After a nice climb, you'll reach the summit of Bob's Hill which is 1,765 feet, according to the marker. You'll also notice two paths on the left and right, toward the overlooks. Take the one on your left first, it's the better of the two.

Bob's Hill Overlook, looking south along Catoctin Mountain.
 The overlook is a rocky outcropping somewhat similar to Chimney Rock or Annapolis Rocks.


 Yes, that's Sugarloaf in the distance!

Looks like someone had a little fire up here. Shame!
*please folks, don't start fires in unauthorized places.


Once you head back toward the main trail, you can check out the North Overlook. It's not nearly as open and grandiose as the South Overlook, but you can get a good look at some rocks.



Ok, back to the trail.

Continuing down the Catoctin Trail, it's about another 1.2 miles to the Cat Rock trail intersection. This section is relatively easy, so enjoy it. The trail to Cat Rock will be on your right, and there will be a sign. The trail to Cat Rock is blazed yellow and gradually descends from 1,700 feet to about 1,500 feet over about a mile and a half. Note that you'll split off from the Catoctin Trail at this point, which continues over the mountain and down toward the William Houck area of Cunningham Falls State Park. The intersection is clearly marked, so there shouldn't be any confusion.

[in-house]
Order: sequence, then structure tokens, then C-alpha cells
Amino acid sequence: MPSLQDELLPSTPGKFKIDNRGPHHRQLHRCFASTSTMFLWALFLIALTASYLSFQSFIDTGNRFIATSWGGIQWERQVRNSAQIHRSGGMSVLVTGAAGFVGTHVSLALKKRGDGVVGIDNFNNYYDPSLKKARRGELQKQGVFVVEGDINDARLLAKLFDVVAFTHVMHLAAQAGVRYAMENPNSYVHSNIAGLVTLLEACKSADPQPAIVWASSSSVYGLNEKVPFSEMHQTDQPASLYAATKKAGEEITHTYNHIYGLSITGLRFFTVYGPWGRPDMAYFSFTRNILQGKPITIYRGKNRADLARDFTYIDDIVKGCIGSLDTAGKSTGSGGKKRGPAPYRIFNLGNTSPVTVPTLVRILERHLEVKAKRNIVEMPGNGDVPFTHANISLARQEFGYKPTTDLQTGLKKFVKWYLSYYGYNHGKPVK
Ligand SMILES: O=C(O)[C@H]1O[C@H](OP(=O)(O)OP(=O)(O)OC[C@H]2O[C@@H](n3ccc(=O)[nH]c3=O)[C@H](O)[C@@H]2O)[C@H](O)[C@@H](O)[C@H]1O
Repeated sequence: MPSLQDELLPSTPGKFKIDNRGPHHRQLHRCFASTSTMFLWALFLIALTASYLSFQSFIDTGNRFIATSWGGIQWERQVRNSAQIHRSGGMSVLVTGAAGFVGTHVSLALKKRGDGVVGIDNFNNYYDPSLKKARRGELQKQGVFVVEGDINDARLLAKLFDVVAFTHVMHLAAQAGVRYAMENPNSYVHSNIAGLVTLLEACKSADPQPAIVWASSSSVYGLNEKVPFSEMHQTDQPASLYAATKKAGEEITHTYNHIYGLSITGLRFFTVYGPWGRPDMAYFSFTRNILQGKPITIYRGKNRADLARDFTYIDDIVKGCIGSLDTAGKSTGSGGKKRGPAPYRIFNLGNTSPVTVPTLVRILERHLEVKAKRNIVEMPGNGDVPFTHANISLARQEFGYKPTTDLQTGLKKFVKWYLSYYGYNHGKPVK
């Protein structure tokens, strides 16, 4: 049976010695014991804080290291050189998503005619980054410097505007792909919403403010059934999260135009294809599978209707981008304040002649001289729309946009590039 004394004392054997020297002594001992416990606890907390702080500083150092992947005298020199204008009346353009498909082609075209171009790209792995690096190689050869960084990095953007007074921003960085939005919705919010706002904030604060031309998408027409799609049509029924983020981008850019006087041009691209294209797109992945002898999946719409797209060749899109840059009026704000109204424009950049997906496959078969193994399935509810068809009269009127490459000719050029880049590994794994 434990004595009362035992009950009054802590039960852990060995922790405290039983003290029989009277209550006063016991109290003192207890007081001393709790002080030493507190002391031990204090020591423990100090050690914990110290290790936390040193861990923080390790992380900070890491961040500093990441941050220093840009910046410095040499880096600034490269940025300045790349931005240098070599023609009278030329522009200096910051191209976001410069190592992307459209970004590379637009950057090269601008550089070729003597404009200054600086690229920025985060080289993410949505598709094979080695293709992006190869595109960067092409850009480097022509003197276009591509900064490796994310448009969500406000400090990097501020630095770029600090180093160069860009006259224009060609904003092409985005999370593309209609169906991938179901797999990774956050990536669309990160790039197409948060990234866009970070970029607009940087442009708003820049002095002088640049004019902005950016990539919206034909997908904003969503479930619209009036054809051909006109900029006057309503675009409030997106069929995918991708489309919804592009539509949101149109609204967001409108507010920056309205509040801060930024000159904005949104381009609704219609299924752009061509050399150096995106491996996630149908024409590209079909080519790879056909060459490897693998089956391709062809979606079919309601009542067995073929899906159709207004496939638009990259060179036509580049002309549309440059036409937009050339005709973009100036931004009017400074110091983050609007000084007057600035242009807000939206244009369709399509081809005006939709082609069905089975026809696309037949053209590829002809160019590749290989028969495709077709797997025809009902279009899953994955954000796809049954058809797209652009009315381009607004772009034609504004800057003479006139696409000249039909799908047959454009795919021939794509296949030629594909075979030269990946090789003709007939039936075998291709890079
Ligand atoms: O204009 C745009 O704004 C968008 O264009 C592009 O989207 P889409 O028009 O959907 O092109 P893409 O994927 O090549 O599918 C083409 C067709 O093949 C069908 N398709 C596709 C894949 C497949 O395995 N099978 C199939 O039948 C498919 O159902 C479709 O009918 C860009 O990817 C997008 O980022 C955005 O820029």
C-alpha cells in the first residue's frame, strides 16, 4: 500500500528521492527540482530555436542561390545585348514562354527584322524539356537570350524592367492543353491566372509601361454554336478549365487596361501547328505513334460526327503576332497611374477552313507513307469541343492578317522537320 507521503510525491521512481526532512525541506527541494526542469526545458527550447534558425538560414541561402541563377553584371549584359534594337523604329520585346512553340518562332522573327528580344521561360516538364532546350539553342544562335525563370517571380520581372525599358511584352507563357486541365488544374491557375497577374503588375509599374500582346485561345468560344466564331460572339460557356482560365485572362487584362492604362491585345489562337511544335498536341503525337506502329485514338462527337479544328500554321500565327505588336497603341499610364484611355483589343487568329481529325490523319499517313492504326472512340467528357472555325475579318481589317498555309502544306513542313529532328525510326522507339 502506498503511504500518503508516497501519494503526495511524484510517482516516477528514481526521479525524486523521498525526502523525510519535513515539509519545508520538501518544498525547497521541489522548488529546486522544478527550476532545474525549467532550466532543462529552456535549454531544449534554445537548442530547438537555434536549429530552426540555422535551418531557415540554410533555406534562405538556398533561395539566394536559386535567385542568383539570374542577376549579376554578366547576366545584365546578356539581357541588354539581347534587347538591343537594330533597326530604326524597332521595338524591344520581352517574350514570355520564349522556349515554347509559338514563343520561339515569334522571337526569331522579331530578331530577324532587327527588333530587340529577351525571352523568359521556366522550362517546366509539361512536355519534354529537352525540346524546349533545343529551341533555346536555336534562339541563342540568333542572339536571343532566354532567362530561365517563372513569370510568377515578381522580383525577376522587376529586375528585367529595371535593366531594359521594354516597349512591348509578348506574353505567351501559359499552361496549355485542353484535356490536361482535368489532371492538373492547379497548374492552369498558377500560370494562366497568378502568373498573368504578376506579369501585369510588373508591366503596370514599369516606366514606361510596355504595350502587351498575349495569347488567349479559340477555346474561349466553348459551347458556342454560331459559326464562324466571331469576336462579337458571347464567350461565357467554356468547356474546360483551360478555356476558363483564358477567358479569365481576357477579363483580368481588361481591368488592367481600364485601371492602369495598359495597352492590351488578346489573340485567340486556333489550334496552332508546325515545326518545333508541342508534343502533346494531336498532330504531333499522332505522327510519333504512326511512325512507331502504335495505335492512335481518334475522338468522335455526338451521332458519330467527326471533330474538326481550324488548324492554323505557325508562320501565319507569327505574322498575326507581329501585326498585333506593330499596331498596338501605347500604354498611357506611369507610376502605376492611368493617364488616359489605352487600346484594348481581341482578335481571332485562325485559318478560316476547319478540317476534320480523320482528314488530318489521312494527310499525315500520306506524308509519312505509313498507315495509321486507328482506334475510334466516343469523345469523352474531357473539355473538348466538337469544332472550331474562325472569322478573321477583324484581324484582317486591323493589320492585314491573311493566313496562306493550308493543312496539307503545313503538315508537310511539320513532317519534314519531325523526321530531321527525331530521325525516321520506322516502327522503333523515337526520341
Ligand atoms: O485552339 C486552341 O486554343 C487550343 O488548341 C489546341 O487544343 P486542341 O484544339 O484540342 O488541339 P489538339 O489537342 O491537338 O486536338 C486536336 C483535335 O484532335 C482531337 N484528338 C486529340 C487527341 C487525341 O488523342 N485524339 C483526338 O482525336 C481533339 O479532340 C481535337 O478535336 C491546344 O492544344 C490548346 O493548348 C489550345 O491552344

Cat Rock

The light gray rocks at the summit of Cat Rock and nearby Bobs Hill are quartzite – metamorphosed sandstone – originally deposited about 500 million years ago during the Cambrian Period. During much of that time, the seas teamed with life, but the land was mostly barren with only a few isolated microbial life forms existing. The quartzite rocks belong to the Weverton Formation, the primary ridge-forming unit of Catoctin Mountain and, to the west, South Mountain, the two main ridges in the Blue Ridge of Maryland. -source: Maryland DNR
Looking back at the map, you'll see now that you've taken the long way to get to Cat Rock, but I feel that it's worth the extra effort.

Cat Rock is a huge pile of rocks, and if you're interested in getting a better view, you'll have to do some rock scrambling to climb to the top. There are large crevices and cracks, so please take your time and be sure of your footing.






...and of course, the panorama view from (almost) the top:




Getting there:

Set your navigation app to the Manor Visitor Center
-from the Baltimore area: Head west on Interstate 70, and then take exit 53B in Frederick for US15 North. Follow signs for Cunningham Falls SP Manor Area, which will be on the left as you're heading north on US15.

Daily use fee is $3, on the honor system most days.

Other nearby places of interest:
Catoctin Iron Furnace
Catoctin Wildlife Preserve and Zoo

Happy Hiking!

Wednesday, September 7, 2016

Pen Mar Park to High Rock

A tough hike with a worthy payoff...

So I've been trying to chip away at sections of the Appalachian Trail in Maryland, and since I've done a couple of the middle sections, including the hike to Annapolis Rocks, and a hike from the Washington Monument to the I-70 bridge, I thought I'd do a border crossing this time. There was also the challenge of climbing Quirauk Mountain, the highest point on the Appalachian Trail in Maryland (as well as the highest point on South Mountain).